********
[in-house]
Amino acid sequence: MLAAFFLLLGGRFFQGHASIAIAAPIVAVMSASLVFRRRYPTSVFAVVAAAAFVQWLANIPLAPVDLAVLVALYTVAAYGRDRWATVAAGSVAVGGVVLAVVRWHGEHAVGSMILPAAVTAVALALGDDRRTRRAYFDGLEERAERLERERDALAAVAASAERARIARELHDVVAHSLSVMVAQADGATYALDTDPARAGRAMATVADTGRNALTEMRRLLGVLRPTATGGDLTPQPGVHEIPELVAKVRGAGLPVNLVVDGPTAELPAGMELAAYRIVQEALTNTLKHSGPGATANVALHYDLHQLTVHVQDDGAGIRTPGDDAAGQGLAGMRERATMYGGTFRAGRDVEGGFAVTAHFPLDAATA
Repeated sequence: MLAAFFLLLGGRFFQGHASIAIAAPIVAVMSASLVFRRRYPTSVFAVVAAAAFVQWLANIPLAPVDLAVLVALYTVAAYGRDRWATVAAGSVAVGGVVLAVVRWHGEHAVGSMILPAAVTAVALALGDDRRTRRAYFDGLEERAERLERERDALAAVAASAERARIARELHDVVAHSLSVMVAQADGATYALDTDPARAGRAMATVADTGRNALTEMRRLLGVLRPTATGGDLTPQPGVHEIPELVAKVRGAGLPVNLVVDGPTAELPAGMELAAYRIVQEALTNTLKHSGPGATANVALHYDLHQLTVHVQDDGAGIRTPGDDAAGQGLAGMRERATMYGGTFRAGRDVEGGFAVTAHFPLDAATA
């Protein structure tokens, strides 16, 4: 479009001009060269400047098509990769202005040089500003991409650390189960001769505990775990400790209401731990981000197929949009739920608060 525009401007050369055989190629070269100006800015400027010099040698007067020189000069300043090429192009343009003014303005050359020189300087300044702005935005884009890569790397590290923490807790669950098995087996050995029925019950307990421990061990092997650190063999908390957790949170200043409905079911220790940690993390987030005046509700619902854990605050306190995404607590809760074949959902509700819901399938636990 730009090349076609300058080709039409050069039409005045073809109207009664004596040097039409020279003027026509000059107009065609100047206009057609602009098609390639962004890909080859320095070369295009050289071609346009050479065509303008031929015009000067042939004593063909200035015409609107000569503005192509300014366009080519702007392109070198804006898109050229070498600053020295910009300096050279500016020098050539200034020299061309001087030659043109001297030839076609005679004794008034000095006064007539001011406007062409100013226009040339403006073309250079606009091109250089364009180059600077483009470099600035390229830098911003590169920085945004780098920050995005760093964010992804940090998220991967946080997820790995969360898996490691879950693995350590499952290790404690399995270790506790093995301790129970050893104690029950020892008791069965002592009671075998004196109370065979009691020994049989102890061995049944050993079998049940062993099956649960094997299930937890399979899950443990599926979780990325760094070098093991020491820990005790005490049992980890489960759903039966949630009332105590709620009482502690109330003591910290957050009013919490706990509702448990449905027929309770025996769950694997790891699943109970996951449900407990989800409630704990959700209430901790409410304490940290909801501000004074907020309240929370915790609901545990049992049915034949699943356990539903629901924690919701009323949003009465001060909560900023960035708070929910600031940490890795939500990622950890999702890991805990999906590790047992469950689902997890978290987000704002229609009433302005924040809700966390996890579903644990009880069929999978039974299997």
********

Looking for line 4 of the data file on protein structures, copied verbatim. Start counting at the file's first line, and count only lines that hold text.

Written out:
């Protein structure tokens, strides 16, 4: 479009001009060269400047098509990769202005040089500003991409650390189960001769505990775990400790209401731990981000197929949009739920608060 525009401007050369055989190629070269100006800015400027010099040698007067020189000069300043090429192009343009003014303005050359020189300087300044702005935005884009890569790397590290923490807790669950098995087996050995029925019950307990421990061990092997650190063999908390957790949170200043409905079911220790940690993390987030005046509700619902854990605050306190995404607590809760074949959902509700819901399938636990 730009090349076609300058080709039409050069039409005045073809109207009664004596040097039409020279003027026509000059107009065609100047206009057609602009098609390639962004890909080859320095070369295009050289071609346009050479065509303008031929015009000067042939004593063909200035015409609107000569503005192509300014366009080519702007392109070198804006898109050229070498600053020295910009300096050279500016020098050539200034020299061309001087030659043109001297030839076609005679004794008034000095006064007539001011406007062409100013226009040339403006073309250079606009091109250089364009180059600077483009470099600035390229830098911003590169920085945004780098920050995005760093964010992804940090998220991967946080997820790995969360898996490691879950693995350590499952290790404690399995270790506790093995301790129970050893104690029950020892008791069965002592009671075998004196109370065979009691020994049989102890061995049944050993079998049940062993099956649960094997299930937890399979899950443990599926979780990325760094070098093991020491820990005790005490049992980890489960759903039966949630009332105590709620009482502690109330003591910290957050009013919490706990509702448990449905027929309770025996769950694997790891699943109970996951449900407990989800409630704990959700209430901790409410304490940290909801501000004074907020309240929370915790609901545990049992049915034949699943356990539903629901924690919701009323949003009465001060909560900023960035708070929910600031940490890795939500990622950890999702890991805990999906590790047992469950689902997890978290987000704002229609009433302005924040809700966390996890579903644990009880069929999978039974299997």